I wrote “BUCHAREST” on the sign. However, Bucharest was 600km away (9 hours drive on Romanian roads). I didn’t occur to me that no one is going to Bucharest. I was on a small road, outside of a small town, 600 km away from destination… after some time I made more signs with names of near-by towns (like Bistrita). After about 30 minutes wait an older Audi finally stopped. I was getting a bit desperate and annoyed with the rain so I didn’t care where the car was going, I just wanted to get away from where I was.
Marius and Paula
Marius and Paula were driving to Baia Mare and offered us a lift which we gladly accepted. We started to talk about this and that and they offered to do a little detour in order to show us a lake. Sure, why not! When we got to the lake I was very glad we made the detour because the place was simply gorgeous! Romanian nature is a must see.
After the short visit to the lake we kept on to Baia Mare, while listening to some Romanian pop. The “30 De Grade” song is still stuck in my head. In fact I listen to it from time to time, reminiscing those summer moments.
Finally we arrived to Baia Mare and Paula said they needed to make a last short stop before leaving us at the exit of the city where we will be able to get another ride. So we stopped, Paula left and came back a few moments later with a bag of Covrigi for us. A very popular snack in Romania, kind of similar to a bagel but yet totally different. That was incredibly sweet of her and made our first hitchhiking experience that much more amazing.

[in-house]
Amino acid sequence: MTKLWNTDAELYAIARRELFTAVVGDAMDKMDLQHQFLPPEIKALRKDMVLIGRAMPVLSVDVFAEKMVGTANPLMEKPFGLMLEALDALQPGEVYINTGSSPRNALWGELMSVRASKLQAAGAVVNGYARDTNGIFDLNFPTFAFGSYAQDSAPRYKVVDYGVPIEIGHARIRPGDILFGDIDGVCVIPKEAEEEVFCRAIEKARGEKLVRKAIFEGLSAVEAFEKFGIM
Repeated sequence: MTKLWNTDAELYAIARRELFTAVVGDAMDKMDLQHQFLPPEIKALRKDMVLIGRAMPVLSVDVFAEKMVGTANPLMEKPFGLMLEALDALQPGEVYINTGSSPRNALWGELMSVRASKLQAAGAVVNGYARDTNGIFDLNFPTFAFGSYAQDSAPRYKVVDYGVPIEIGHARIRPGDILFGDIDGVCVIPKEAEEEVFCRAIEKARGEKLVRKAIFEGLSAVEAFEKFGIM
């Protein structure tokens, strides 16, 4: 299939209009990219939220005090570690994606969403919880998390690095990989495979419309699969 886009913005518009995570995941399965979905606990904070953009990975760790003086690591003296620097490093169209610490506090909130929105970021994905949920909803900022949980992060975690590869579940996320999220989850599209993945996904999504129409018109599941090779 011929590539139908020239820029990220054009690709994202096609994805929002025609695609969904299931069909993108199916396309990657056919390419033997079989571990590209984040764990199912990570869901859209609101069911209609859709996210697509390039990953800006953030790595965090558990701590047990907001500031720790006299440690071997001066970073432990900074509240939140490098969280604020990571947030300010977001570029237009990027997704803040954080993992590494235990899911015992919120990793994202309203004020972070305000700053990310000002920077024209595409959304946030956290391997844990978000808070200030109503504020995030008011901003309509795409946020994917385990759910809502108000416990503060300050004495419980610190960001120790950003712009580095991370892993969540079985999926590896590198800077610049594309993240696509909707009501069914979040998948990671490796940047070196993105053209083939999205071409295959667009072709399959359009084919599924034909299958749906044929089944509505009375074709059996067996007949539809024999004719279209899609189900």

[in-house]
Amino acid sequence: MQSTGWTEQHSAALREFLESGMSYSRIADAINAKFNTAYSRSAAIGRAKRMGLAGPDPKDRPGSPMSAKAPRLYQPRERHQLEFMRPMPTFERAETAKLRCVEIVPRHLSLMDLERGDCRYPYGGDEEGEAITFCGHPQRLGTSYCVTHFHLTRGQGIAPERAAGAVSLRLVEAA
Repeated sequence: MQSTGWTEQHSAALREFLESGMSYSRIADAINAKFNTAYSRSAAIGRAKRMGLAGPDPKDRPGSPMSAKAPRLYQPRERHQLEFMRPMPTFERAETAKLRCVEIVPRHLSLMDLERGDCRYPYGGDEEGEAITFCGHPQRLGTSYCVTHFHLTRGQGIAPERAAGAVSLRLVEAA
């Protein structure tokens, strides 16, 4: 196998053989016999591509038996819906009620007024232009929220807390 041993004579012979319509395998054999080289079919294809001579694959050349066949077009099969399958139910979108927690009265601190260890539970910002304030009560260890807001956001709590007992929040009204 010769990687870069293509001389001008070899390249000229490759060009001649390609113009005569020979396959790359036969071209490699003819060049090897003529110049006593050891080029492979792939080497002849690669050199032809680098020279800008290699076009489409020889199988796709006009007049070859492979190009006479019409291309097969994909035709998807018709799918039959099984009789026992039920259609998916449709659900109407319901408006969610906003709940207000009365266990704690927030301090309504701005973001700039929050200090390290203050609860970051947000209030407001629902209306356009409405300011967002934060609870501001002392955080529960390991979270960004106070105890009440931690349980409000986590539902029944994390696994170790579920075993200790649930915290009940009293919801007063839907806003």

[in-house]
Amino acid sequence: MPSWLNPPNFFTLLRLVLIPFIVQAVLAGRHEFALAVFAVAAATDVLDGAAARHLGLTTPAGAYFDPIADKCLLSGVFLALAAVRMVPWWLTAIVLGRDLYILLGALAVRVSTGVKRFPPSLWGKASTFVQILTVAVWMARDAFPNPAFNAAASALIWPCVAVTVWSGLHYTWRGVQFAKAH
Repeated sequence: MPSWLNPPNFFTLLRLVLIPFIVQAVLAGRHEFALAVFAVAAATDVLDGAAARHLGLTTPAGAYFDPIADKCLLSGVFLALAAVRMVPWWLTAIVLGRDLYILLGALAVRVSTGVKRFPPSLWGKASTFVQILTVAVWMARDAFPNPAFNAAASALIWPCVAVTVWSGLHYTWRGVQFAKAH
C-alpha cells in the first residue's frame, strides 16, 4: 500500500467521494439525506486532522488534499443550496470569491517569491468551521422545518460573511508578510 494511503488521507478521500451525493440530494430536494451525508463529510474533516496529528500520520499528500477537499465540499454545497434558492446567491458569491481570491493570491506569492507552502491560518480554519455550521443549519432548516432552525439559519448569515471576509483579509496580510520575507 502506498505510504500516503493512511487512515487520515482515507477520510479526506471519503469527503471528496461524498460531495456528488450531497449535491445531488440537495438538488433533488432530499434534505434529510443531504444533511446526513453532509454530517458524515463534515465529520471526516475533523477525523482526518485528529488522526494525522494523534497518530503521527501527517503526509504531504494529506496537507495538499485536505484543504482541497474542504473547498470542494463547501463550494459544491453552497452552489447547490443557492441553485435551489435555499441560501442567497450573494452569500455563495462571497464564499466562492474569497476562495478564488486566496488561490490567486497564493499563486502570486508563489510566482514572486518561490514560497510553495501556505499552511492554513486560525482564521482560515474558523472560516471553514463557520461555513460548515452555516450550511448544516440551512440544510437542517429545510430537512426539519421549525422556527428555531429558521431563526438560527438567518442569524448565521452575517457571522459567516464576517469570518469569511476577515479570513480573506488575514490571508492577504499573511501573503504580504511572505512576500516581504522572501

Covrigi in Baia Mare
In Baia Mare we made a sign for Dej, next town on the way to Bucharest and it took only a few minutes to hitch a ride with an older Romanian guy who didn’t speak English. Good thing I can speak some basic Romanian. We got to Dej and made another sign for Cluj. A few cars stopped and they asked for money however when we told them “fara bani” (without money) they smiled and left. However, moments later an old Audi A6 stopped with two very young Romanians who were listening to manele and they told us to get in.
Somewhere on the way they picked up a local “hitchhiker” who gave them some money for the ride. This is when I realized that hitchhiking in Romania is actually a popular mode of transportation although unlike in most other countries, you are expected to pay a small fee for the ride.
The guys explained that a lot of people from Cluj go to Bucharest and it should be easy to catch a ride. Once we got to Cluj we figured out where the road to Bucharest was and we started walking towards that road. While walking up a pretty steep hill I lost my water bottle so I stopped at a petrol station to buy another one. I also thought it would be a good place to hitchhike. When I came in the shop the clerk told me it was a bad place to hitchhike and recommended to walk another 1km, just past a roundabout. He said I will see locals hitchhiking there because that’s the good spot.
So we kept on walking, past the roundabout and finally we saw a bunch of locals trying to hitch rides to nearby towns and villages. The good sign was that others were hitchhiking, so it was a good spot indeed. The bad thing was that we had to compete with locals (and there were many of them). We got to that spot after 6pm, which is usually not a great time to hitchhike as it’s getting late. It took us over 3 hours (!!!) to finally get a ride but more on that in the next post.
In the next post I will be sharing more stories and experiences from Romania so stay tuned!